Per ACLS guidelines, stable ventricular tachycardia can be treated with either IV Amiodarone or IV Procainamide. Clinically it appears that Amiodarone has been the preferred agent, although both drugs have received a class II recommendation. There is one study in particular, the PROCAMIO Trial, that compares the effectiveness of both drugs and their side effects in the treatment of stable Vtach. This prospective study essentially compared the effectiveness of 5mg/kg IV Amiodarone over 20 minutes vs 10mg/kg IV Procainamide over 20 mins. Before the PROCAMIO trial, the only trial that compared these two drugs was a retrospective multicenter cohort trial of 90 patients. It should be noted that the study had a limited sample size of 74 patients (12 of which were excluded due to protocol violations or the development of an exclusion criteria) however it was the FIRST multicenter, prospective, randomized controlled trial comparing IV procainamide vs IV amiodarone.

In conclusion, Procainamide was associated with less major cardiac adverse events and a higher proportion of tachycardia termination within 40 min compared to Amiodarone. The most significant side effect amongst both drugs was severe hypotension requiring immediate electrical cardioversion (that occurred less with Procainamide), however there were no deaths that occurred during this study.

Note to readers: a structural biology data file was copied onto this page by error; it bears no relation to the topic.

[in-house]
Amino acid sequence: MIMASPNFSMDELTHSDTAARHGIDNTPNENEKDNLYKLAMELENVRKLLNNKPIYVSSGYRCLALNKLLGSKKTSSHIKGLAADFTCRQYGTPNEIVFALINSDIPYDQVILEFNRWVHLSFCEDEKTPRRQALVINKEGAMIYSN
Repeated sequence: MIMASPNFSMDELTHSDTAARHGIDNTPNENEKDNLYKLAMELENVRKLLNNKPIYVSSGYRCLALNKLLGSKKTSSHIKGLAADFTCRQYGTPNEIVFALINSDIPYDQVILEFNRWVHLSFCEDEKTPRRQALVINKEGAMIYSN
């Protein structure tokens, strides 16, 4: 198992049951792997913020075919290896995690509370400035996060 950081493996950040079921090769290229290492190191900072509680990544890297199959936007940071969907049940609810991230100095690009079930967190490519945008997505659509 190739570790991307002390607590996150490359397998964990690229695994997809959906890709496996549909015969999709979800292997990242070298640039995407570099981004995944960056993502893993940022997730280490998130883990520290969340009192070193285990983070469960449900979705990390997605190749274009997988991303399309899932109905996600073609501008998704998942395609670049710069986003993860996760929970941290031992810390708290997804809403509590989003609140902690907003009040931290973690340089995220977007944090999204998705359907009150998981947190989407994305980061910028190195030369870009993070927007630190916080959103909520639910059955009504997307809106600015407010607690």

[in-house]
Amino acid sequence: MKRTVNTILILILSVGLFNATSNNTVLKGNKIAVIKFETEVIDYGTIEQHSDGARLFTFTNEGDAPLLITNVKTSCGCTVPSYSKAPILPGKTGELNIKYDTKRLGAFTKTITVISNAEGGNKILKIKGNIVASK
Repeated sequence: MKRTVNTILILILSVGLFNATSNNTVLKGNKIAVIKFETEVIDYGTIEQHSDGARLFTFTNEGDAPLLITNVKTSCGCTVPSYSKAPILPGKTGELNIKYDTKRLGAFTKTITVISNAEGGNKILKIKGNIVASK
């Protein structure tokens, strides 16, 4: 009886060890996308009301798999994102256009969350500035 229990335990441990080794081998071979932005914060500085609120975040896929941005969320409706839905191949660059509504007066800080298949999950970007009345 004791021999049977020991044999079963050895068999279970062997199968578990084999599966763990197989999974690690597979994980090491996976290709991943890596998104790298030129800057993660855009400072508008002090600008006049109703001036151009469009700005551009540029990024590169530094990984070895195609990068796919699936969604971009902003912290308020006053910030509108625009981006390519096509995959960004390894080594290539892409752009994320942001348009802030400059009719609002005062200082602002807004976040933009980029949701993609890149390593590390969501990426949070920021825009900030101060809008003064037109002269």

Bottom line: Consider grabbing Procainamide as your first line therapy in patients with stable ventricular tachycardia.


  1. Ortiz M et al. Randomized Comparison of Intravenous Procainamide vs. Intravenous Amiodarone for the Acute Treatment of Tolerated Wide QRS Tachycardia: the PROCAMIO Study. Eur Heart J 2016.
  2. Marill KA et al. Amiodarone or Procainamide for the Termination of Sustained Stable Ventricular Tachycardia: An Historical Multicenter Comparison. Acad Emerg Med 2010; 17: 297 – 306.